• Saugus Iron Works Panorama

    Saugus Iron Works

    National Historic Site Massachusetts

Nationwide Search For Project Trees

Help Us Find Trees - Please Share this Image on Social Media
Jeff R. Clow
 
Important Note: Do not cut, harvest, purchase, or donate any trees at this time. We are only looking for tips and information on where to locate these trees. Have information? Please email or call Chief of Maintenance Tim Thornhill at (978) 740-1671


Thank you for helping us with our search. For the past ten months the staff of Saugus Iron Works has been searching for suitable white oak trees to complete the construction of five new waterwheels. We've partnered with an experienced timber company to locate suitable trees, but have been unable to locate any to-date. The existing waterwheels are the most popular visitor demonstrations in the park, but are rapidly aging and require replacement - some are already inoperable.

The Problem
Our staff is currently constructing five new waterwheels by hand using traditional methods, but are unable to complete each wheel without the crucial center shaft (or hub). If we are unable to locate a shaft in a reasonable period of time, the waterwheels may never be completed.

What We Need
Five white oak trees. Each tree must have a straight trunk and be a minimum of 34" in diameter and a minimum 28' tall. Larger trees and single trees are OK.

How the Trees Will Be Used
Each tree will be cut, debarked and turned on a large lathe to become shafts for an individual waterwheel. We're building waterwheels of various sizes and each wheel needs a shaft that is custom fit to the individual wheel.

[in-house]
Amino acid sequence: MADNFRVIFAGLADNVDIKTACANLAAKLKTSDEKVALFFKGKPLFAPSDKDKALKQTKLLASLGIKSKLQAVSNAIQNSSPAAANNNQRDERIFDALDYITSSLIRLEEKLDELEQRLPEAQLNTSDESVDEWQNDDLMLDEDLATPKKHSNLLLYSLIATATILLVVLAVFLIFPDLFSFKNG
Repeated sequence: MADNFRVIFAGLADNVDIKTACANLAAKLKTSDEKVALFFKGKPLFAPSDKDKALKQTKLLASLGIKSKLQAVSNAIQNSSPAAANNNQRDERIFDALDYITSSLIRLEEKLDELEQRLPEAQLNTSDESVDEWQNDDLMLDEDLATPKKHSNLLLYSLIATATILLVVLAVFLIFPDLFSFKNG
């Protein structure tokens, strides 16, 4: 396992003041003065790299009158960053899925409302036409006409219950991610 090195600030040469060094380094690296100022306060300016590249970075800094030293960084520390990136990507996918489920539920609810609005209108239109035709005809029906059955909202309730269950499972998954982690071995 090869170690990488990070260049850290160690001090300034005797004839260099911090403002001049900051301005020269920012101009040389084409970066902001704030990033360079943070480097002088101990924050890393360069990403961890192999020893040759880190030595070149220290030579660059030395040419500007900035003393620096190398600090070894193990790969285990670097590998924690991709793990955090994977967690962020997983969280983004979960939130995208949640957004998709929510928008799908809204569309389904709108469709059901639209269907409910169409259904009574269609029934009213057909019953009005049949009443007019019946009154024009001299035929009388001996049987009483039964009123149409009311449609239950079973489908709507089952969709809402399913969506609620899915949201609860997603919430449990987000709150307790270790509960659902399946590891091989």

What's In It For You
These trees will provide for the enjoyment of thousands of future visitors to the Iron Works, as the waterwheels are the most popular attraction in the park. You'll also gain the satisfaction of knowing you assisted with the operation and preservation of a National Park. Any individuals providing successful tips, leads or information on potential trees will be recognized with a letter from the Park Superintendent.

How You Can Help
You can assist us in our search in any of the following ways:

  • Do you know of any white oak trees available for harvesting on private, local, state, tribal or federal lands? (See specifications above.)
  • Are you a forester or timber harvester who can offer information or guidance to help in our search?
  • Help us crowdsource this search on social media and the web by using this graphic and the link "http://go.nps.gov/treesearch"
Please email or call Chief of Maintenance Tim Thornhill at (978) 740-1671 if you answered "Yes" to any of the above questions or would like to help. You can also read our recent press release, "National Park Service Begins Crowdsourced, Nationwide Search for Trees" for more information.
 
Shaft-Example
 
Waterwheel-Examples
 
Current-Waterwheel-Construction

Did You Know?

stone tools

At the time of English settlement, the native community in what is today Saugus was led by a woman known only as the “Great Squaw Sachem”. It was not uncommon for a woman to take the lead as sachem after her husband died. Our squaw sachem had several contemporaries; 3 in Connecticut, 2 in Rhode Island and 1 in Massachusetts. What did the colonists think of this practice?